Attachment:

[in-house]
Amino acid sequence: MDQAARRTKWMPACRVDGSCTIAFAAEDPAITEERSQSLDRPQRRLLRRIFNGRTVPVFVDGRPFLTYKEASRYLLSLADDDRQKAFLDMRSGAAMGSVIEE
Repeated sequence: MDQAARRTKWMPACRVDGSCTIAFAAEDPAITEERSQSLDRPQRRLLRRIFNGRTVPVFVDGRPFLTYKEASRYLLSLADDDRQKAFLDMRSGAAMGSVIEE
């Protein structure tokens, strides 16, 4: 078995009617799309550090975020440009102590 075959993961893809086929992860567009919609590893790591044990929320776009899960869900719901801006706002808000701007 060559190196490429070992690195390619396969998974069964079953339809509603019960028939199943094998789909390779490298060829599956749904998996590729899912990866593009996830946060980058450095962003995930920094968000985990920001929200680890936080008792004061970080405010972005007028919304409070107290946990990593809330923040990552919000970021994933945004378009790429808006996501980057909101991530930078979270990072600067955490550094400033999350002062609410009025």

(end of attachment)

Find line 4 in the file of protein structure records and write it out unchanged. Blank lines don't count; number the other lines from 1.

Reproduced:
């Protein structure tokens, strides 16, 4: 078995009617799309550090975020440009102590 075959993961893809086929992860567009919609590893790591044990929320776009899960869900719901801006706002808000701007 060559190196490429070992690195390619396969998974069964079953339809509603019960028939199943094998789909390779490298060829599956749904998996590729899912990866593009996830946060980058450095962003995930920094968000985990920001929200680890936080008792004061970080405010972005007028919304409070107290946990990593809330923040990552919000970021994933945004378009790429808006996501980057909101991530930078979270990072600067955490550094400033999350002062609410009025």